The top lawyer for the D.C. Board of Elections and Ethics said yesterday that a flaw in the wording of the city's voter-backed statehood initiative now requires that a second citywide vote be held this November, once again asking voters whether they want to convene a convention to draft a state constitution.
The current wording in the initiative as passed last Nov. 4 calls for an election to be held after the March 10 "effective date of this initiative". That election would be to decide again whether to hold a statehood convention -- which is what voters believed they were voting on in November.
William Lewis, general counsel to the elections board, said the wording flaw could be corrected without a second vote on the measure either through court action or by a vote of the city council to strike that clause. Supporters of the statehood measure said they prefer either of those two alternatives, rather than face a second, costly election before a larger and potentially less receptive group of voters.
Lewis said that because of the flaw in wording he will recommend to the elections board that the initiative again be put before District of Columbia voters. At the same time, Lewis said, he will recommend that voters be asked to elect delegates to the statehood convention under the assumption that voters once again will approve the initiative.
Statehood advocates were hoping that the council could quietly alter the initiative. But already, opponents of the statehood measure are pushing hard for the second election, seeing a second chance to derail the initiative that won with about 60 percent of the vote.
Ruth Dixon, president of the D.C. League of Women Voters, which led the only organized campaign against the initiative, said, "I don't think peope knew what they were voting on last time." In a new election, Dixon said her group would press the still unresolved issues surrounding statehood that only recently have come to the forefront of the debate -- such as how to fund the statehood process.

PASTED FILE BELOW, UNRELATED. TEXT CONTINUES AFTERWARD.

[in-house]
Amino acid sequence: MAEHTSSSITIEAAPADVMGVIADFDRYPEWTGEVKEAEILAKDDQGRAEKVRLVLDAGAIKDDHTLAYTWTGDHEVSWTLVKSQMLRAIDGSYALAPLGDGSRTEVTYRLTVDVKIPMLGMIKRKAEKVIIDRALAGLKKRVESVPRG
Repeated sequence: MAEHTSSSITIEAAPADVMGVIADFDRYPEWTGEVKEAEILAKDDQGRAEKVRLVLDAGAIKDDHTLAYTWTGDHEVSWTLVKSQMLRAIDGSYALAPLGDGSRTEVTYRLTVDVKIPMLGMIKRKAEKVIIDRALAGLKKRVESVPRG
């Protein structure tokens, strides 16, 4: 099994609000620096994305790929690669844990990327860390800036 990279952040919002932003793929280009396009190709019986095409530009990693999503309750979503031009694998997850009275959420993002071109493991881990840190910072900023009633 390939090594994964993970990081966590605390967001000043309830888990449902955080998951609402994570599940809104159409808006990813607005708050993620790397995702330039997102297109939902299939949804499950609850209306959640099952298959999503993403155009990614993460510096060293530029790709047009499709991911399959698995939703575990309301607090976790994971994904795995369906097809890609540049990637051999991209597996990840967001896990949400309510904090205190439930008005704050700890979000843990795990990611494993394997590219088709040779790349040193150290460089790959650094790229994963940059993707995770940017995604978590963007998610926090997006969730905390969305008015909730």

The question of whether to risk a second election on statehood has caused somewhat of a split among supporters of the initiative and on the board of directors of the 51st State Committee, which is coordinating the statehood effort.
Officially, the 51st State Committee decided in a meeting last month that there should not be a new election, according to Edward Guinan, who wrote the statehood initiative. "We're moving for a solution one way or another," Guinan said, either through court litigation or by convincing the city council that the change would be purely technical. According to several sources close to the issue, the principal argument against holding another citywide election of stathood is that statehood advocates are not certain they can win. While the initiative won handily in seven of the city's eight wards, it lost about 2 to 1 in Ward 3, the predominantly white, most affluent area of the city west of Rock Creek Park in an election with a generally low turnout.
In November, when the second election would have to be held , voters citywide will be choosing five members to the D.C. schoold board in an election that potentially could bring out large numbers of voters. Ward 3, which generally yields considerable clout in citywide elections, will have a hotly contested schoold board race between Republican incumbent Carol Schwartz and Democrat Mary Ann Keefe, which should draw a heavy turnout.
"If we have to have another vote, we'll have to put on a campaign in Ward 3," said one statehood party member who asked not to be named. "That will cost us about $20,000. Then you figure on about another $20,000 for the rest of the city."
"It was a crazy box to get into," the supporter said, pointing out that even if the initiative won the second time around, the campaign could drain badly needed funds just when statehood advocates are looking to private donors to help fund the convention itself.
Guinan and others said that the backers of the initiative realized the wording flaw early last year, after the measure had been approved for the ballot. Guinan said that the citizens group pushing statehood, inexperienced in the city's still new referendum process, thought that the language could be cleaned up anytime before the actual Nov. 4 vote.
"Once you file that paper," a statehood advocate said he learned later, "You can't change a comma. It's set in stone."